Name: Christy Turlington Burns
Occupation: Mother, graduate student, honorary chairman of the Lung Cancer Research Foundation’s 4th Annual Strides for Life fund-raising race (This Sunday in Southampton), CARE’s Advocate for Maternal Health, documentary filmmaker, Marie Claire contributing editor, model
Who’s your favorite New Yorker, living or dead, real or fictional?
Eddie Burns, my writer-director-actor husband.
What’s the best meal you’ve eaten in New York?
A recent dinner at Minetta Tavern — the Tavern steak and petite omelette.
In one sentence, what do you actually do all day in your job?
I spend my days trying to figure out how to improve the lives of others.
Would you still live here on a $35,000 salary?
If I were childless, yes.
What’s the last thing you saw on Broadway?
It has been longer than I realized. Either The Year of Magical Thinking or August: Osage County.
Do you give money to panhandlers?
What’s your drink?
A nice Cabernet or ZICO coconut water.
How often do you prepare your own meals?
At least once every day.
What’s your favorite medication?
What’s hanging above your sofa?
A large black-and-white photo of my family taken by my dear friend photographer Pamela Hanson.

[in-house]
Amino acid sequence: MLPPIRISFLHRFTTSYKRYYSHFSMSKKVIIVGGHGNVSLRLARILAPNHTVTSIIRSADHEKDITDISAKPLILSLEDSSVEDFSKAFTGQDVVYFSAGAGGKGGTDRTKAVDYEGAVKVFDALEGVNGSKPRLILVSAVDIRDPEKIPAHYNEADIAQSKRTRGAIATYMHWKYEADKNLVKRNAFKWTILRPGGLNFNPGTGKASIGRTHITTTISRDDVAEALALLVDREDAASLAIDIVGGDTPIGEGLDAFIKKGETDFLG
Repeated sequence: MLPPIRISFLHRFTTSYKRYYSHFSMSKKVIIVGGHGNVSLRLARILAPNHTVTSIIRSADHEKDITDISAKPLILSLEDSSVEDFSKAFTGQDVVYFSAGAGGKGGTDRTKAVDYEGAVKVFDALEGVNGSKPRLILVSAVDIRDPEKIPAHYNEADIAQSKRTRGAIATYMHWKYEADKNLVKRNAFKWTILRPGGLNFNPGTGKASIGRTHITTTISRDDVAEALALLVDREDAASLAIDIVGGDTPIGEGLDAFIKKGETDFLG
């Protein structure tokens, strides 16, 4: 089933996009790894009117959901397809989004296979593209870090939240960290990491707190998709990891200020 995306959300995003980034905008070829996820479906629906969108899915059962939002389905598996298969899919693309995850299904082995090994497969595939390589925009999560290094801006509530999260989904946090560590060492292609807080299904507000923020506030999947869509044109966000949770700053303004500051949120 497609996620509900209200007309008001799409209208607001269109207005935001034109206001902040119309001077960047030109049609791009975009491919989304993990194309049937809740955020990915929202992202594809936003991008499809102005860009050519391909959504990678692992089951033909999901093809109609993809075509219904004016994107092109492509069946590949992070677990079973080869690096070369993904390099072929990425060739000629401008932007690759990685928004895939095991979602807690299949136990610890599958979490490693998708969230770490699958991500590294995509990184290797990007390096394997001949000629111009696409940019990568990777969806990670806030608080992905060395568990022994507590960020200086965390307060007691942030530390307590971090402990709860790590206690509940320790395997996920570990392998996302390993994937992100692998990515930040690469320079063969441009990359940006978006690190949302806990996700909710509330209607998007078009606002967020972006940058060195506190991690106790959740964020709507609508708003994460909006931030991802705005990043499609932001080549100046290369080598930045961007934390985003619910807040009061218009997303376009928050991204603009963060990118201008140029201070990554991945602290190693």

How much is too much to spend on a haircut?
I don’t know that I have ever paid for a haircut; it is one of my occupational privileges, so I can’t comment on it.
Preferably before 11.
Which do you prefer, the old Times Square or the new Times Square?
I avoided/avoid both at all costs.
What do you think of Donald Trump?
He could invest in a haircut.
What do you hate most about living in New York?
Winter in February.
Who is your mortal enemy?
I have no enemies.
When’s the last time you drove a car?
Today, though I am not in Manhattan at the moment. I drive myself up to Columbia’s School of Public Health for class all the time, however.
How has the Wall Street crash affected you?
We have many friends and neighbors who work in finance.
Times, Post, or Daily News?
Where do you go to be alone?
What makes someone a New Yorker?
History and a sense of what was here before us and the mindfulness of what is to come.